The intervertebral disc is a heterogeneous structure that contributes to flexibility and load support in the spine. It consists of three anatomic zones: the outer anulus fibrosus. the central nucleus pulposus. and the intermediate transition zone. Under physiologic loading, the cells in these tissues experience a complex array of mechanical stimuli that are known to regulate cellular metabolism. Importantly, the response of intervertebral disc cells to mechanical stimuli differs depending on the anatomic zone of cell origin. These differences in cell response are believed to result in part from differences in the cell micromechanical environment.
In this dissertation, a finite element model was developed to predict the micromechanical environment of intervertebral disc cells. The model was capable of describing a number of important mechanical phenomena: flow-dependent viscoelasticity using the biphasic theory for soft tissues: finite deformation effects using a hyperelastic constitutive law for the solid phase: and material anisotropy by including a fiber-reinforced continuum law in the hyperelastic strain energy function. To construct accurate finite element meshes, the in situ geometry of IVD cells were measured experimentally using laser scanning confocal microscopy and three-dimensional reconstruction techniques. Material properties for the cells were estimated by measuring cell deformation in a well-controlled alginate culture system and matching these measured deformations to finite element predictions.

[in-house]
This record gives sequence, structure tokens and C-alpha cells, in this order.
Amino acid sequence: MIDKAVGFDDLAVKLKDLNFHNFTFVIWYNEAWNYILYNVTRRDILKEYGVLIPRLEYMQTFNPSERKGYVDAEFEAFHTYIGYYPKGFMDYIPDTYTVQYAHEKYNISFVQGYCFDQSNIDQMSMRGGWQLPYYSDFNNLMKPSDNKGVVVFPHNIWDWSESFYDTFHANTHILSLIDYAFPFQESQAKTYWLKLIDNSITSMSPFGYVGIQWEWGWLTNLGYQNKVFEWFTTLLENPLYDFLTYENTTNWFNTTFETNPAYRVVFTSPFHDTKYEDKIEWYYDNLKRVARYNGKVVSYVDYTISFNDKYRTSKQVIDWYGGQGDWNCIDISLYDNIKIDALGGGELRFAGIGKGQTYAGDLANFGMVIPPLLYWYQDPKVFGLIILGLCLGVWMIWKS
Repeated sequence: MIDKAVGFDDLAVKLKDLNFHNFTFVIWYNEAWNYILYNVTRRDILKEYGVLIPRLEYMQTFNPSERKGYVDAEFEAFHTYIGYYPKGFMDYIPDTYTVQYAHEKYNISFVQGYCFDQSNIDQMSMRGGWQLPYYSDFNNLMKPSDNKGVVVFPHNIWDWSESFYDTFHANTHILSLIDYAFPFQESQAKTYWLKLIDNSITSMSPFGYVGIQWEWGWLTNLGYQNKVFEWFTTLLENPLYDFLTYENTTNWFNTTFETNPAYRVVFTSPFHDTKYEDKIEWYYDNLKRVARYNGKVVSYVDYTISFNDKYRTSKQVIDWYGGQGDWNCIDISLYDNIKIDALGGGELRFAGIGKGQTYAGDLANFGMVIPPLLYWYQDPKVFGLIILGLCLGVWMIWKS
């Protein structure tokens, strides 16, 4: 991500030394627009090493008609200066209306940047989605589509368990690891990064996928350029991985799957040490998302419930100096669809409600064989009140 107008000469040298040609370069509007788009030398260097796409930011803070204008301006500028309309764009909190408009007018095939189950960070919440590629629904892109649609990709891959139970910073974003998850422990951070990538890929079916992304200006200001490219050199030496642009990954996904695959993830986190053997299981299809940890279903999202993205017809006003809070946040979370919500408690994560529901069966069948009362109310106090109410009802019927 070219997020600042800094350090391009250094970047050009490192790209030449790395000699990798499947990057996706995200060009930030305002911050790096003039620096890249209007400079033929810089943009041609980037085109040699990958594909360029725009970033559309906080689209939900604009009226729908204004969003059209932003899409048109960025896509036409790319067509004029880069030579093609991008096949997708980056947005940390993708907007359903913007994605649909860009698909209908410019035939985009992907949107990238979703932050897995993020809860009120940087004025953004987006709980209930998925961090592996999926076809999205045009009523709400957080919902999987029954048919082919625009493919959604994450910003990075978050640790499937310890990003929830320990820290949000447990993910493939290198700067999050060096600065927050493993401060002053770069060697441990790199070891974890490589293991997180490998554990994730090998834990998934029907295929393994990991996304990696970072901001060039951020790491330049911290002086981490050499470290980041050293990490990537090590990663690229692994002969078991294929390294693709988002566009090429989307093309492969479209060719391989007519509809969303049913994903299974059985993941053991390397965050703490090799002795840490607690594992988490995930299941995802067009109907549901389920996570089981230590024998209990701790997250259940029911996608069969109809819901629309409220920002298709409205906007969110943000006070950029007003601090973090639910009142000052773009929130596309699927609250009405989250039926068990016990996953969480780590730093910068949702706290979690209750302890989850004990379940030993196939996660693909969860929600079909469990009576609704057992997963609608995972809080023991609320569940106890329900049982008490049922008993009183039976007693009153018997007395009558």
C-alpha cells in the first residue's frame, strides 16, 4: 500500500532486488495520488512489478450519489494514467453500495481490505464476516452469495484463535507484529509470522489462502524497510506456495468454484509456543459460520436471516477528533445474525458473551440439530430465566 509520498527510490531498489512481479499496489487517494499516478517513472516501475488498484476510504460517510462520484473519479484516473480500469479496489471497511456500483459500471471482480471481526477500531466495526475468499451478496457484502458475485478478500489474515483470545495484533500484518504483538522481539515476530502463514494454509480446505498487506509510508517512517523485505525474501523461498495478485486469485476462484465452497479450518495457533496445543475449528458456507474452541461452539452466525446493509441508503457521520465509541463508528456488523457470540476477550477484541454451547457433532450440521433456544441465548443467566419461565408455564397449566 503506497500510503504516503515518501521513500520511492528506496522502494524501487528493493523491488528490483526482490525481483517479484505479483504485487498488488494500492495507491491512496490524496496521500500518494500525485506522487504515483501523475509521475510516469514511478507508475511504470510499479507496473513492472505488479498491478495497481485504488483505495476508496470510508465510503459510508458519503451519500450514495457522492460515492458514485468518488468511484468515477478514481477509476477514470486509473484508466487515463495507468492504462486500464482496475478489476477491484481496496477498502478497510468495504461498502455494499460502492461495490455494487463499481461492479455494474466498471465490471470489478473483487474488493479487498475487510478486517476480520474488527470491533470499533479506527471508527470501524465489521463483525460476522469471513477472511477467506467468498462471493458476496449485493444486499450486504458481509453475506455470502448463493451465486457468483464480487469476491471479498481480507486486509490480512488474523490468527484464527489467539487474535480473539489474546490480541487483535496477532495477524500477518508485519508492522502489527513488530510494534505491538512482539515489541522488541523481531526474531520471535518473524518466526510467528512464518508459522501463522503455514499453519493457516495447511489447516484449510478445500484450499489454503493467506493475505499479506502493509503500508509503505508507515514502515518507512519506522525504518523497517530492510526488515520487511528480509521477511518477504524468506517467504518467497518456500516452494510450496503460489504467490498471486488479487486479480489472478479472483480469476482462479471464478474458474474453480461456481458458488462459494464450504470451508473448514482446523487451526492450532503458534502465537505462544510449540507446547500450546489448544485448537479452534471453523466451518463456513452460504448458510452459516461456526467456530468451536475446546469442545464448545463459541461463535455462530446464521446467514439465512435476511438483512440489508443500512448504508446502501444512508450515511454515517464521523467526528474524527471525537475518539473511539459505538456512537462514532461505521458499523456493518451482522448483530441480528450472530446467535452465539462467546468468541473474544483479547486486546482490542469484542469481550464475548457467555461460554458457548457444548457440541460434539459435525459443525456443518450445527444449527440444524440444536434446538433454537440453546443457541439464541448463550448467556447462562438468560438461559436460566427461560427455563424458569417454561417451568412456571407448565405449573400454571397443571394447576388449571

Model results indicated that the micromechanical environment varied dramatically between zones. Cells in the anulus fibrosus and transition zone experienced large strain concentrations and volume changes, up to 5 times higher than corresponding values in the far field. In the nucleus pulposus. cells experienced much smaller stresses and strains compared to the other zones. Cell micromechanical environment was also strongly affected by cell geometry. Specifically, identical loading conditions led to larger deformations in spherical cells compared to those that were elongated in the fiber direction.
Results of this study have applications in understanding the role of mechanics in controlling intervertebral disc behavior, since quantitative information about the mechanical stimuli experienced by cells will be necessary to elucidate precise relationships between mechanical loading and cell response.
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